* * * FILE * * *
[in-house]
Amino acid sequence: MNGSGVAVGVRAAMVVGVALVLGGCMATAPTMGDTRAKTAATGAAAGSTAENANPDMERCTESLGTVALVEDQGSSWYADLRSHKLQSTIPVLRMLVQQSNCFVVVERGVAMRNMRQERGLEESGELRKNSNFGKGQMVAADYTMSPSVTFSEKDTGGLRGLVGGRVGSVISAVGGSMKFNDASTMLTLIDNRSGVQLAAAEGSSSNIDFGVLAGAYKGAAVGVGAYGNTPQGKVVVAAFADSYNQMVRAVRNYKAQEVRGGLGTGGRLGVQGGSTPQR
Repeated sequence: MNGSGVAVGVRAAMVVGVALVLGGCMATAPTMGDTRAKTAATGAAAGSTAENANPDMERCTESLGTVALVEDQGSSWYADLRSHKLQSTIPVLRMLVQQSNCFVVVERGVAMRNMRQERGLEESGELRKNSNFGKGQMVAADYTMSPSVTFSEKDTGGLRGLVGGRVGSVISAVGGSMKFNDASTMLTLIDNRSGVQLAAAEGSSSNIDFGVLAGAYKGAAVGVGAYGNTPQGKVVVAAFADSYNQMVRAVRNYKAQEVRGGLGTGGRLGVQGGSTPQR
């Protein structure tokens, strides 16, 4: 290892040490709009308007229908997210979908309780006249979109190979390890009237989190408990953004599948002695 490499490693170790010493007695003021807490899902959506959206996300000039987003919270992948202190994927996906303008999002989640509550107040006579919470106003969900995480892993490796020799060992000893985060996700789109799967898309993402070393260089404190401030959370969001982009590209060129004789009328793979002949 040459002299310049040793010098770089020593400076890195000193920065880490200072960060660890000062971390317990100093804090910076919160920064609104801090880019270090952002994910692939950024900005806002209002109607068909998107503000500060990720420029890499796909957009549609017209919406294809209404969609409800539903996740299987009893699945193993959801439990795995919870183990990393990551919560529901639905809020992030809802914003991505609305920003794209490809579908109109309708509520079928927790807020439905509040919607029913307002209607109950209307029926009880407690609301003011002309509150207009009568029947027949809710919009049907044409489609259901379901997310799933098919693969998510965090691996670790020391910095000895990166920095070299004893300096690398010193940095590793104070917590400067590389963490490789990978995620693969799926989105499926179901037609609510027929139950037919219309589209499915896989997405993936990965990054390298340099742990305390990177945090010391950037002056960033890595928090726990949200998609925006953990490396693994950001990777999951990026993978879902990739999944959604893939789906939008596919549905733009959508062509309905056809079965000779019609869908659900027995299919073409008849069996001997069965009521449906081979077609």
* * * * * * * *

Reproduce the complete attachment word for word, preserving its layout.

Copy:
[in-house]
Amino acid sequence: MNGSGVAVGVRAAMVVGVALVLGGCMATAPTMGDTRAKTAATGAAAGSTAENANPDMERCTESLGTVALVEDQGSSWYADLRSHKLQSTIPVLRMLVQQSNCFVVVERGVAMRNMRQERGLEESGELRKNSNFGKGQMVAADYTMSPSVTFSEKDTGGLRGLVGGRVGSVISAVGGSMKFNDASTMLTLIDNRSGVQLAAAEGSSSNIDFGVLAGAYKGAAVGVGAYGNTPQGKVVVAAFADSYNQMVRAVRNYKAQEVRGGLGTGGRLGVQGGSTPQR
Repeated sequence: MNGSGVAVGVRAAMVVGVALVLGGCMATAPTMGDTRAKTAATGAAAGSTAENANPDMERCTESLGTVALVEDQGSSWYADLRSHKLQSTIPVLRMLVQQSNCFVVVERGVAMRNMRQERGLEESGELRKNSNFGKGQMVAADYTMSPSVTFSEKDTGGLRGLVGGRVGSVISAVGGSMKFNDASTMLTLIDNRSGVQLAAAEGSSSNIDFGVLAGAYKGAAVGVGAYGNTPQGKVVVAAFADSYNQMVRAVRNYKAQEVRGGLGTGGRLGVQGGSTPQR
């Protein structure tokens, strides 16, 4: 290892040490709009308007229908997210979908309780006249979109190979390890009237989190408990953004599948002695 490499490693170790010493007695003021807490899902959506959206996300000039987003919270992948202190994927996906303008999002989640509550107040006579919470106003969900995480892993490796020799060992000893985060996700789109799967898309993402070393260089404190401030959370969001982009590209060129004789009328793979002949 040459002299310049040793010098770089020593400076890195000193920065880490200072960060660890000062971390317990100093804090910076919160920064609104801090880019270090952002994910692939950024900005806002209002109607068909998107503000500060990720420029890499796909957009549609017209919406294809209404969609409800539903996740299987009893699945193993959801439990795995919870183990990393990551919560529901639905809020992030809802914003991505609305920003794209490809579908109109309708509520079928927790807020439905509040919607029913307002209607109950209307029926009880407690609301003011002309509150207009009568029947027949809710919009049907044409489609259901379901997310799933098919693969998510965090691996670790020391910095000895990166920095070299004893300096690398010193940095590793104070917590400067590389963490490789990978995620693969799926989105499926179901037609609510027929139950037919219309589209499915896989997405993936990965990054390298340099742990305390990177945090010391950037002056960033890595928090726990949200998609925006953990490396693994950001990777999951990026993978879902990739999944959604893939789906939008596919549905733009959508062509309905056809079965000779019609869908659900027995299919073409008849069996001997069965009521449906081979077609």